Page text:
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Track Listing:

Beethoven: Septet in E-Flat major, Op. 20 / Adagio. Allegro con brio
Adagio cantabile
Tempo di menuetto
Tema con variazioni: Andante
Scherzo: Allegro molto e vivace
Andante con molto alla marcia - Presto
Richard Strauss: Till Eulenspiegel einmal anders!

OSM Chamber Soloists :

Beethoven, Strauss

Under the artistic direction of Andrew Wan, principal violist of the OSM, this album highlights the great musical qualities of the musicians of the OSM in reduced formation: Andrew Wan on violin, Neal Gripp on viola, Brian Manker on cello,

Ali Yazdanfar on bass, Todd Cope on clarinet, Stéphane Lévesque on bassoon and John Zirbel on horn.

The Septuor in E flat major, op. 20, by Ludwig van Beethoven and Till Eulenspiegel einmal anders !, arrangement by Franz Hasenöhrl of the symphonic poem Till Eulenspiegel, op. 28, by Richard Strauss allows us to appreciate the mix of timbres of three important orchestral groups of the orchestra: strings, woodwinds and brass. After the Septuor, where the musical texture remains finely chiseled thanks to the variety of timbres, we marvel at Hasenöhrl's ingeniousness to suggest an entire orchestra with only five instruments. Together, these two works constitute a program where predominates a certain lightness - embellished with a touch of humor.

Ludwig van Beethoven (1770-1827) composed his Septet in E flat major, op. 20, in the second half of 1799. Having left Bonn in November 1792 to study with Joseph Haydn in Vienna, he remained there at the time of writing the Septuor, although his studies with "Papa Haydn" since 1794. Beethoven has been able to make his talent recognized in this city, where he receives the support of several Viennese aristocrats, as his pupil Carl Czerny explains: "It has been said and repeated to A stranger that Beethoven was not appreciated in Vienna and was hastily obstructed. The truth is that, from his youth, he was largely supported by the nobility and benefited as much as any other young artist from the attention and respect of the high aristocracy.

Designed in six movements - which makes it often compared to a divertimento or a serenade - the Septuor, op. 20, is characterized by its melodic inventiveness and freshness, which is partly explained by the fact that all the movements are in major tones and that the passages in minor are, all in all quite rare in the whole of the world. 'artwork. The listener familiar with the 32 sonatas for piano will undoubtedly recognize in the theme of the third movement, Tempo di minuetto, that of the last movement of the Sonata in G major, op. 49, No. 2, composed in 1795.

The Septuor was a great success from its first performance during a public concert, April 2, 1800, during which was also created the First Symphony in C major, op. 21. While this one confronts the spectators, the Septuor for violin, viola, clarinet, horn, bassoon, cello and double bass, "written with taste and imagination" according to the Allgemeine Musikalische Zeitung, immediately appeals. He subsequently became popular, as evidenced by numerous adaptations for various instrumental groups, including those for piano, violin, clarinet and cello, by Beethoven himself (Trio in E flat major, Op 38).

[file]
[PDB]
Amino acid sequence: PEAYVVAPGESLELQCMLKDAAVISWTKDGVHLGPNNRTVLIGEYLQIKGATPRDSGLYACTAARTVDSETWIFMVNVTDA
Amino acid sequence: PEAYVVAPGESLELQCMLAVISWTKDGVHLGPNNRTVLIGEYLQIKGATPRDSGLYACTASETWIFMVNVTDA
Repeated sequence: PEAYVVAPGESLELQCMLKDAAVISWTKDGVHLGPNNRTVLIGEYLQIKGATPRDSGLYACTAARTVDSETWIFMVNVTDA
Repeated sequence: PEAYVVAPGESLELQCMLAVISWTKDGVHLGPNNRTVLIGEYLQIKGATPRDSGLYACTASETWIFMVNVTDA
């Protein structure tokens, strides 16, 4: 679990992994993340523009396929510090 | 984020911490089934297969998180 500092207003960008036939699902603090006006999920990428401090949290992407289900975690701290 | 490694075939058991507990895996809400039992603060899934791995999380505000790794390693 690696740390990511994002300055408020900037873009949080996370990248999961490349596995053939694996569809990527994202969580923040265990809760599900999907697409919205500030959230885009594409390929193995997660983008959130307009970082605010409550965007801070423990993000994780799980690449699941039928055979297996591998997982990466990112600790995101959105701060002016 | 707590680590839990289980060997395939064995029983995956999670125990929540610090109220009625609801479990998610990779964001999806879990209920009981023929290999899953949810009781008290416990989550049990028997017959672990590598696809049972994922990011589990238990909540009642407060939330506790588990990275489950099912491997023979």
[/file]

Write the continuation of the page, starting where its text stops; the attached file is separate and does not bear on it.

It was in 1894, shortly after his marriage to the eccentric soprano Pauline de Ahna, that Richard Strauss (1864-1949) began composing the symphonic poem Till Eulenspiegels lustige Streiche (Pleasing jokes of Till the Mischievous), op. 28. The subject is both historical and legendary: Till Eulenspiegel is a character who really existed in Lower Saxony in the fourteenth century. After his death, around 1350, his adventures were relayed orally for over a century before being recorded in writing. The jokes of Till, poor and despised peasant, spare no one: the rascal attacks the representatives of the Church, sovereigns, academics ... and even his fellow man. The diversity of its victims increases the complexity of the character: can not be reduced to a mere figure of opposition to different forms of authority,

The inspiration drawn by Richard Strauss in this story seems to have manifested itself directly in music, without passing through words. To the conductor Franz Wüllner, who, in charge of directing the creation of the work, wishes to learn more about the nature of the "jokes" that Strauss set to music, the composer sends this telegram: "Analysis impossible for me. All mind exhausted in the notes. From the first, November 5, 1895, Till Eulenspiegel was a great success and aroused several attempts to interpret its programmatic material.

It was only a year later that Strauss entrusted information to the critic Wilhelm Mauke. After a brief introduction, in the manner of a "Once upon a time", the themes of Till appear. These will punctuate the various episodes of the work, namely the disorder sown by the rascal in a public market, his disguise as a pastor, the rejection of the marriage proposal he makes to a young girl, her dark designs revenge against humanity and, finally, his public performance - an element that shows that the composer was not very attached to the "original" story of the character, since the latter, in fact, was swept away by the plague.

Entitled Till Eulenspiegel einmal anders! (Till the Mischievous differently, for once!), The arrangement for violin, clarinet, bassoon, horn and bass that proposed by the Austrian composer Franz Hasenöhrl (1885-1970) of the Strauss symphonic poem reduces the number and execution time, which decreases by about a third due to deletion of repetitions or transition transitions. Created in 1954, it is probably the only work of this composer that was published.     © Florence Brassard